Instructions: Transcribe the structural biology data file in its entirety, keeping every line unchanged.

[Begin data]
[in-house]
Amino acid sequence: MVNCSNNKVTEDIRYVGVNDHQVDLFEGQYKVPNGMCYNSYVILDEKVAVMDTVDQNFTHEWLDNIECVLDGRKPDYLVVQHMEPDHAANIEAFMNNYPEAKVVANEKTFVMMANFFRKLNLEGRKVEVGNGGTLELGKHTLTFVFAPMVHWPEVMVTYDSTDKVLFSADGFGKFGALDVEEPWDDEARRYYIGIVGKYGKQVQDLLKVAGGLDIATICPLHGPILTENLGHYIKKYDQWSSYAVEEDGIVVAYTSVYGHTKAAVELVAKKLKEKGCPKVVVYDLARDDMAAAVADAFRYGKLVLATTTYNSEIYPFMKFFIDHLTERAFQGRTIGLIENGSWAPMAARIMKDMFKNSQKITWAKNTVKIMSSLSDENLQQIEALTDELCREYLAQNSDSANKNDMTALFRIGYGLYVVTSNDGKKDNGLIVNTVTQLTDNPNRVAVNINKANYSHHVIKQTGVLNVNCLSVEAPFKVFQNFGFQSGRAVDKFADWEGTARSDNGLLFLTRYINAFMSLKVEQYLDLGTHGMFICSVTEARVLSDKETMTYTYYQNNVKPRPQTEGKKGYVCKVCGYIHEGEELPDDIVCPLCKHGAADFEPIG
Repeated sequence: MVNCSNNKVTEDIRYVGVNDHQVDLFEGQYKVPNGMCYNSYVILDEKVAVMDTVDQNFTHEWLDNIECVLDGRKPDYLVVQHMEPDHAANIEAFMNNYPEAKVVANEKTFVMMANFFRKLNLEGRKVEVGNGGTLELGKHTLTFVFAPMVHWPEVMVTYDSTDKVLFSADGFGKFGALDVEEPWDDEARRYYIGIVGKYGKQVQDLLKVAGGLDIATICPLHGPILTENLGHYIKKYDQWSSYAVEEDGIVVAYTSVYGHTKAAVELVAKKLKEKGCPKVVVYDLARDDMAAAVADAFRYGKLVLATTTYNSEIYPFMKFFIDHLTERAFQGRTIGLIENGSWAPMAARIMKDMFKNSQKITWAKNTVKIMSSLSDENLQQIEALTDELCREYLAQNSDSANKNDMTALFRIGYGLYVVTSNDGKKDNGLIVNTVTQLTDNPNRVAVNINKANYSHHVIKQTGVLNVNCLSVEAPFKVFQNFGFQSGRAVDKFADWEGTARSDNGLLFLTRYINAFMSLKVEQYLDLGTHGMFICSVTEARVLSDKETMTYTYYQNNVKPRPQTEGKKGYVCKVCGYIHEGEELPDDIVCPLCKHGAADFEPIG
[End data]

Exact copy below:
[in-house]
Amino acid sequence: MVNCSNNKVTEDIRYVGVNDHQVDLFEGQYKVPNGMCYNSYVILDEKVAVMDTVDQNFTHEWLDNIECVLDGRKPDYLVVQHMEPDHAANIEAFMNNYPEAKVVANEKTFVMMANFFRKLNLEGRKVEVGNGGTLELGKHTLTFVFAPMVHWPEVMVTYDSTDKVLFSADGFGKFGALDVEEPWDDEARRYYIGIVGKYGKQVQDLLKVAGGLDIATICPLHGPILTENLGHYIKKYDQWSSYAVEEDGIVVAYTSVYGHTKAAVELVAKKLKEKGCPKVVVYDLARDDMAAAVADAFRYGKLVLATTTYNSEIYPFMKFFIDHLTERAFQGRTIGLIENGSWAPMAARIMKDMFKNSQKITWAKNTVKIMSSLSDENLQQIEALTDELCREYLAQNSDSANKNDMTALFRIGYGLYVVTSNDGKKDNGLIVNTVTQLTDNPNRVAVNINKANYSHHVIKQTGVLNVNCLSVEAPFKVFQNFGFQSGRAVDKFADWEGTARSDNGLLFLTRYINAFMSLKVEQYLDLGTHGMFICSVTEARVLSDKETMTYTYYQNNVKPRPQTEGKKGYVCKVCGYIHEGEELPDDIVCPLCKHGAADFEPIG
Repeated sequence: MVNCSNNKVTEDIRYVGVNDHQVDLFEGQYKVPNGMCYNSYVILDEKVAVMDTVDQNFTHEWLDNIECVLDGRKPDYLVVQHMEPDHAANIEAFMNNYPEAKVVANEKTFVMMANFFRKLNLEGRKVEVGNGGTLELGKHTLTFVFAPMVHWPEVMVTYDSTDKVLFSADGFGKFGALDVEEPWDDEARRYYIGIVGKYGKQVQDLLKVAGGLDIATICPLHGPILTENLGHYIKKYDQWSSYAVEEDGIVVAYTSVYGHTKAAVELVAKKLKEKGCPKVVVYDLARDDMAAAVADAFRYGKLVLATTTYNSEIYPFMKFFIDHLTERAFQGRTIGLIENGSWAPMAARIMKDMFKNSQKITWAKNTVKIMSSLSDENLQQIEALTDELCREYLAQNSDSANKNDMTALFRIGYGLYVVTSNDGKKDNGLIVNTVTQLTDNPNRVAVNINKANYSHHVIKQTGVLNVNCLSVEAPFKVFQNFGFQSGRAVDKFADWEGTARSDNGLLFLTRYINAFMSLKVEQYLDLGTHGMFICSVTEARVLSDKETMTYTYYQNNVKPRPQTEGKKGYVCKVCGYIHEGEELPDDIVCPLCKHGAADFEPIG